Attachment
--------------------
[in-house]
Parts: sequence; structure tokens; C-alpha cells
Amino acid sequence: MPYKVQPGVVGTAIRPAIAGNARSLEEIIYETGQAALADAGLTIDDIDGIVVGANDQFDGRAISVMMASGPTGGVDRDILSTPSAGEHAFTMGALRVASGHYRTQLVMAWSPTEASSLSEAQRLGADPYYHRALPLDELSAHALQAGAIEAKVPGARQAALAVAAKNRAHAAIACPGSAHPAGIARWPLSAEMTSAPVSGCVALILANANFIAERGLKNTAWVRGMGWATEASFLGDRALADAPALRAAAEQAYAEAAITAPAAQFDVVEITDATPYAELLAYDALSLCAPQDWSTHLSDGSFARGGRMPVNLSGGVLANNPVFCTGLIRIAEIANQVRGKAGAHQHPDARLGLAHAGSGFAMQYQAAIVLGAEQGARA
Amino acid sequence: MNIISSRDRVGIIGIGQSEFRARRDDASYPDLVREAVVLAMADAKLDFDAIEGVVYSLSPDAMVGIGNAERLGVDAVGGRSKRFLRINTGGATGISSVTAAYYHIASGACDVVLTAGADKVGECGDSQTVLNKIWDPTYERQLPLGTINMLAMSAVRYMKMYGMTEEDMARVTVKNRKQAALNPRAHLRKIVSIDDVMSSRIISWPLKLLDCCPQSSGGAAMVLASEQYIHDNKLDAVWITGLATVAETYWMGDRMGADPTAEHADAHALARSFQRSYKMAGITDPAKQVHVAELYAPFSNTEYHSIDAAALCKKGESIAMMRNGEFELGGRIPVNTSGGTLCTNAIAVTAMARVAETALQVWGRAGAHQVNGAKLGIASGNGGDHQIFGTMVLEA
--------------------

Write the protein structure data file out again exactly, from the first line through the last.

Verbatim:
[in-house]
Parts: sequence; structure tokens; C-alpha cells
Amino acid sequence: MPYKVQPGVVGTAIRPAIAGNARSLEEIIYETGQAALADAGLTIDDIDGIVVGANDQFDGRAISVMMASGPTGGVDRDILSTPSAGEHAFTMGALRVASGHYRTQLVMAWSPTEASSLSEAQRLGADPYYHRALPLDELSAHALQAGAIEAKVPGARQAALAVAAKNRAHAAIACPGSAHPAGIARWPLSAEMTSAPVSGCVALILANANFIAERGLKNTAWVRGMGWATEASFLGDRALADAPALRAAAEQAYAEAAITAPAAQFDVVEITDATPYAELLAYDALSLCAPQDWSTHLSDGSFARGGRMPVNLSGGVLANNPVFCTGLIRIAEIANQVRGKAGAHQHPDARLGLAHAGSGFAMQYQAAIVLGAEQGARA
Amino acid sequence: MNIISSRDRVGIIGIGQSEFRARRDDASYPDLVREAVVLAMADAKLDFDAIEGVVYSLSPDAMVGIGNAERLGVDAVGGRSKRFLRINTGGATGISSVTAAYYHIASGACDVVLTAGADKVGECGDSQTVLNKIWDPTYERQLPLGTINMLAMSAVRYMKMYGMTEEDMARVTVKNRKQAALNPRAHLRKIVSIDDVMSSRIISWPLKLLDCCPQSSGGAAMVLASEQYIHDNKLDAVWITGLATVAETYWMGDRMGADPTAEHADAHALARSFQRSYKMAGITDPAKQVHVAELYAPFSNTEYHSIDAAALCKKGESIAMMRNGEFELGGRIPVNTSGGTLCTNAIAVTAMARVAETALQVWGRAGAHQVNGAKLGIASGNGGDHQIFGTMVLEA